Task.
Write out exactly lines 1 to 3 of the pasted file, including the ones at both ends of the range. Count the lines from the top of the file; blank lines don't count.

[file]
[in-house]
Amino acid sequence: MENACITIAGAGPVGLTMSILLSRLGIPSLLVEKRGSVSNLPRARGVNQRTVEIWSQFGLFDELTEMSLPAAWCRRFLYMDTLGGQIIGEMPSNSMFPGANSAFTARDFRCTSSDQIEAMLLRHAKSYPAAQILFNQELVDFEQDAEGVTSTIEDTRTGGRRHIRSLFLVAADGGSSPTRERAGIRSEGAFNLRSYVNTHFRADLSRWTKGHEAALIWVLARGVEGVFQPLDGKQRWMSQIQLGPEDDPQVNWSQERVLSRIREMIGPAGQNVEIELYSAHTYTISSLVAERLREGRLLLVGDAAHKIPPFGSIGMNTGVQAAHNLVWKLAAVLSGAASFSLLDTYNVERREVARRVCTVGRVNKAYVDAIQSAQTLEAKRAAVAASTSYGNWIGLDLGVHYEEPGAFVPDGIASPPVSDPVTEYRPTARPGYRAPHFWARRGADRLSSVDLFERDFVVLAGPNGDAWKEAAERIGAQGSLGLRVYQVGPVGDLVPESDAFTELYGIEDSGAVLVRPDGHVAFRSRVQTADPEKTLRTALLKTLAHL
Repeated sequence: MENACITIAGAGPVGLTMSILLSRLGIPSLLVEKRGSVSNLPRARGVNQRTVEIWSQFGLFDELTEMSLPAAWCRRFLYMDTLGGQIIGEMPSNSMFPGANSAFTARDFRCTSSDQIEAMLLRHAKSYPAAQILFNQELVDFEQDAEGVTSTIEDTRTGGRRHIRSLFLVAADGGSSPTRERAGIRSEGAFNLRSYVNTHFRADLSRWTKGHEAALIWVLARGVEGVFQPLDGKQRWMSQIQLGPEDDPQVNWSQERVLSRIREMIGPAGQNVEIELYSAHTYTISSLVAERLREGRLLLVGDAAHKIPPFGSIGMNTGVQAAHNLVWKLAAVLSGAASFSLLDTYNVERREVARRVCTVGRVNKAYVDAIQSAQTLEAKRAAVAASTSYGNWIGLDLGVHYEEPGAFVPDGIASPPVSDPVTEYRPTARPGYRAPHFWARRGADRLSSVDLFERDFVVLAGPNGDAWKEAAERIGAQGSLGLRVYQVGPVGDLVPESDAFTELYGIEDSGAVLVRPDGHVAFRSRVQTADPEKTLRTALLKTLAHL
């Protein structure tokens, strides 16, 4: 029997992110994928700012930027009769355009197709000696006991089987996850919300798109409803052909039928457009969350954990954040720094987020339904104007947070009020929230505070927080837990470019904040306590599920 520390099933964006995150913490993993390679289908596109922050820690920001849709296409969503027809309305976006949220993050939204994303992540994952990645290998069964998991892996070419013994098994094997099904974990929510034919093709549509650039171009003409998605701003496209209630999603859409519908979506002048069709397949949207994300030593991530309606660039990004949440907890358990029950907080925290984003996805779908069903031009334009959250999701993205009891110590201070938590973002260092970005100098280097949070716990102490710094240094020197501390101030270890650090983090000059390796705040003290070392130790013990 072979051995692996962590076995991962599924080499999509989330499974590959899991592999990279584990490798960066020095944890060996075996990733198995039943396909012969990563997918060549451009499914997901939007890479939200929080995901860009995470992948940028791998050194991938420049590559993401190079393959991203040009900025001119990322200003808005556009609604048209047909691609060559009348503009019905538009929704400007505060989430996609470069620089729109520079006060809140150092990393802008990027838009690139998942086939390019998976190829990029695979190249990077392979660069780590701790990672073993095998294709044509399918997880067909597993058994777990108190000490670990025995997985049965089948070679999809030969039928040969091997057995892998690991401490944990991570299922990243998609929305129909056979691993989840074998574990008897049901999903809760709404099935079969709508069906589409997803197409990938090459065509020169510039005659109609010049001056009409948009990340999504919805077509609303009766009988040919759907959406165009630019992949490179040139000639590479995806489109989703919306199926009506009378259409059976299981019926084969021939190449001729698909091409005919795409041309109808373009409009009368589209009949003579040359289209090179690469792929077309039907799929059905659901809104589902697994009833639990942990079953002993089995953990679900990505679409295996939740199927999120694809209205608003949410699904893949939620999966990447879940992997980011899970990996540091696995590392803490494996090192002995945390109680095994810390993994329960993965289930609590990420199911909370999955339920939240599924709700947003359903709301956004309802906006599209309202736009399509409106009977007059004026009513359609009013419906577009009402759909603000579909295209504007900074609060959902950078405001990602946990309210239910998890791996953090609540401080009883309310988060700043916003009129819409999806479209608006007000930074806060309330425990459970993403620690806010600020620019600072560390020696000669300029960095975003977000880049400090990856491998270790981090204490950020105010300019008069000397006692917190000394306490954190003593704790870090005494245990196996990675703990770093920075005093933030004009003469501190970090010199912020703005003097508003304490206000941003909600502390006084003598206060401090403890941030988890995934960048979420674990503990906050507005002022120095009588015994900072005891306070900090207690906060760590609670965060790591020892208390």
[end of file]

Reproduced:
[in-house]
Amino acid sequence: MENACITIAGAGPVGLTMSILLSRLGIPSLLVEKRGSVSNLPRARGVNQRTVEIWSQFGLFDELTEMSLPAAWCRRFLYMDTLGGQIIGEMPSNSMFPGANSAFTARDFRCTSSDQIEAMLLRHAKSYPAAQILFNQELVDFEQDAEGVTSTIEDTRTGGRRHIRSLFLVAADGGSSPTRERAGIRSEGAFNLRSYVNTHFRADLSRWTKGHEAALIWVLARGVEGVFQPLDGKQRWMSQIQLGPEDDPQVNWSQERVLSRIREMIGPAGQNVEIELYSAHTYTISSLVAERLREGRLLLVGDAAHKIPPFGSIGMNTGVQAAHNLVWKLAAVLSGAASFSLLDTYNVERREVARRVCTVGRVNKAYVDAIQSAQTLEAKRAAVAASTSYGNWIGLDLGVHYEEPGAFVPDGIASPPVSDPVTEYRPTARPGYRAPHFWARRGADRLSSVDLFERDFVVLAGPNGDAWKEAAERIGAQGSLGLRVYQVGPVGDLVPESDAFTELYGIEDSGAVLVRPDGHVAFRSRVQTADPEKTLRTALLKTLAHL
Repeated sequence: MENACITIAGAGPVGLTMSILLSRLGIPSLLVEKRGSVSNLPRARGVNQRTVEIWSQFGLFDELTEMSLPAAWCRRFLYMDTLGGQIIGEMPSNSMFPGANSAFTARDFRCTSSDQIEAMLLRHAKSYPAAQILFNQELVDFEQDAEGVTSTIEDTRTGGRRHIRSLFLVAADGGSSPTRERAGIRSEGAFNLRSYVNTHFRADLSRWTKGHEAALIWVLARGVEGVFQPLDGKQRWMSQIQLGPEDDPQVNWSQERVLSRIREMIGPAGQNVEIELYSAHTYTISSLVAERLREGRLLLVGDAAHKIPPFGSIGMNTGVQAAHNLVWKLAAVLSGAASFSLLDTYNVERREVARRVCTVGRVNKAYVDAIQSAQTLEAKRAAVAASTSYGNWIGLDLGVHYEEPGAFVPDGIASPPVSDPVTEYRPTARPGYRAPHFWARRGADRLSSVDLFERDFVVLAGPNGDAWKEAAERIGAQGSLGLRVYQVGPVGDLVPESDAFTELYGIEDSGAVLVRPDGHVAFRSRVQTADPEKTLRTALLKTLAHL